Question about old clothing and department stores

AlpineZone

Results 1 to 9 of 9
  1. #1

    Question about old clothing and department stores

    I'm in my 50s and I was explaining to someone in her 20s the other day how old style clothing and department stores used to keep only a small portion of their merchandise on the sales floor, and that most of their stock would be back in the stock room and you'd have to ask a sales clerk to go out back and see if they had a particular item in your desired size, color, etc.

    She looked at me like I was an idiot and asked why the heck would a store not put as much stock as possible "out there" for customers to buy, and I was sorta stunned that I didn't have a good answer for her.



    Does anyone have a good answer, or is my memory of the old days not entirely accurate? More recently, I definitely remember that stores like Service Merchandise used to have only one of a particular item on display, and if you wanted to buy it you'd have to go to a computer kiosk within the store, enter the item number, proceed to the "pick up" area and wait for employee to bring you a boxed version of that item from the storeroom. Again, what was the idea behind that? Decreased theft, perhaps?

  2. #2
    I vaguely remember that setup at Service Merchandise. You'd buy something, then it would come out on a conveyor belt.

    Not sure what the thought process was. Maybe they were trying to be efficient? Showcase what you had, warehouse the rest?
    "I like homemade food. I just do."

  3. #3
    thetrailboss's Avatar
    Join Date
    Jun 2004
    Location
    NEK by Birth; Alta/Snowbird by Choice
    Posts
    26,343
    Items for Sale
    OMG Service Merchandise! There is a blast from the past!

    RIP--2002. https://en.wikipedia.org/wiki/Service_Merchandise

    Live, Ski, or Die!


  4. #4
    Service merchandise was my first credit card. Lol

    Sent from my XT1565 using AlpineZone mobile app

  5. #5
    Edd's Avatar
    Join Date
    Nov 2006
    Location
    Newmarket, NH
    Posts
    4,281
    I never would have thought about that place again. Wow.


    Sent from my iPhone using AlpineZone

  6. #6
    Yup - Service merchandise - remember buying a crock pot there, setting it up with a roast before work, got home and the thing was broken and I had to toss roast. They wouldn't reimburse me for roast lol.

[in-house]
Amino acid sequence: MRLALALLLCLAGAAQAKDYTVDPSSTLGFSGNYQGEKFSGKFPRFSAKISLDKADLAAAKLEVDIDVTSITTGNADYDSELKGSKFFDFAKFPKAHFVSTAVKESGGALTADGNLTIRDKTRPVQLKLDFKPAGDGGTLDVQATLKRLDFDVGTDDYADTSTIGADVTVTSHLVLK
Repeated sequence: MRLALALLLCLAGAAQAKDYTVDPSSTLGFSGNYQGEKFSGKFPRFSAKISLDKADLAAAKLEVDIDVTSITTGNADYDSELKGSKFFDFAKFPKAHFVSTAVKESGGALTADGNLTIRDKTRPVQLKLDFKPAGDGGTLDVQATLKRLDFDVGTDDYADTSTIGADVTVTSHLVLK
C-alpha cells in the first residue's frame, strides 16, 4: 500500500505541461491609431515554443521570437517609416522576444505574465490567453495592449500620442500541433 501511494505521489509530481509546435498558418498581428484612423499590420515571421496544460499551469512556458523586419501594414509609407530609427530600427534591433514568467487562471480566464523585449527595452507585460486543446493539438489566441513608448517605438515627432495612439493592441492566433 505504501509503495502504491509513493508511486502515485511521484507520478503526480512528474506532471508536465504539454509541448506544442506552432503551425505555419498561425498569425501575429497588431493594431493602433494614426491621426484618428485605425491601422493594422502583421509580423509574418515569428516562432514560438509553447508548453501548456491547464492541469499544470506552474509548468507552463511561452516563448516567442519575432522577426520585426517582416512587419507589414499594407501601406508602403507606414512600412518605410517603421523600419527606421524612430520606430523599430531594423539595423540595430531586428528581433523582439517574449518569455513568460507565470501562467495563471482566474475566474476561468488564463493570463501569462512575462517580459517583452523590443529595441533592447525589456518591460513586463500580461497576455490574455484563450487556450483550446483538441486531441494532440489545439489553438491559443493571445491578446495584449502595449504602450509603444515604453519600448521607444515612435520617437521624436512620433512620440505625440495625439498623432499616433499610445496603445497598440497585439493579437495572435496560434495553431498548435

Anyone remember the original Lechmere in Cambridge? Blinking 88? I think they had similar setup with conveyor belt. Every time I go by Rt38 exit on 93S I still think of all those trips I'd take with my dad there - coming from the burbs.

    Today I noticed the Good Housekeeping seal on soy sauce and was shocked it was still a "thing". Anyone even know what that means?

  7. #7
    I remember Lechemere! I was on college in the mid 90's and one of the kids from Long Island asked "What the heck is lek-mer(h)?"
    "I like homemade food. I just do."

  8. #8
    Part of what you are referring to is what I used to call Catalog Showroom Stores. In my area (Wash DC) we had Service Merchandise, but we also had a smaller chain called Bell Company (now defunct), and I want to say early Best Buy stores were set up like this too. I have the same memories as you. These catalog showroom stores mostly sold electronics, stereos/music, small appliances, jewelry, cameras, sporting goods, and various other hard-goods. They'd have samples of their merchandise on display, but to buy something you'd fill out a form and turn it into a clerk, then they would bring a boxed version of it to a register for you to buy and take home. I guess IKEA still operates like this. The economies of this approach would seem to be lower labor costs due to reduced need for sales people, and more efficient stocking and packaging methods. IIRC, Best Buy moved away from that catalog approach to its big box store format about 25 years ago because people still want to grab their item right off the shelf and cart it away.

    The other thing you seem to be referring to is department stores like Macy's, Lord & Taylor, Bloomingdales, and similar like Sears and Penney's where clothing is a big part of the merchandizing. The modern version of these department stores carry lots of stock right on their shelves for customers to see, touch, and buy. But it's true that sometimes if you can't find your size out on the floor a clerk can find you another jacket, shoes, food processor, or whatever from a stockroom in the back of the store. I'm just a dumb guy and not a big retail shopper, but I was recently in a fancier current department store (Neiman Marcus) and they still don't have too many versions of a garment hanging on the rack, so it makes sense that if they were out of your size or color, you might have success if you asked if they had more in the back room??

    My wife worked in two different department stores for a few years back around 1980. I'll ask her about this

  9. #9
    bigbog's Avatar
    Join Date
    Feb 2004
    Location
    Bangor and the state's woodlands
    Posts
    4,797
    Items for Sale
    I remember picking up various things over at Lechmere....back in the early 80s
    SteveD

Thread Information

Users Browsing this Thread

There are currently 1 users browsing this thread. (0 members and 1 guests)

Posting Permissions

  • You may not post new threads
  • You may not post replies
  • You may not post attachments
  • You may not edit your posts
  •  
All times are GMT -5. The time now is 9:10 AM.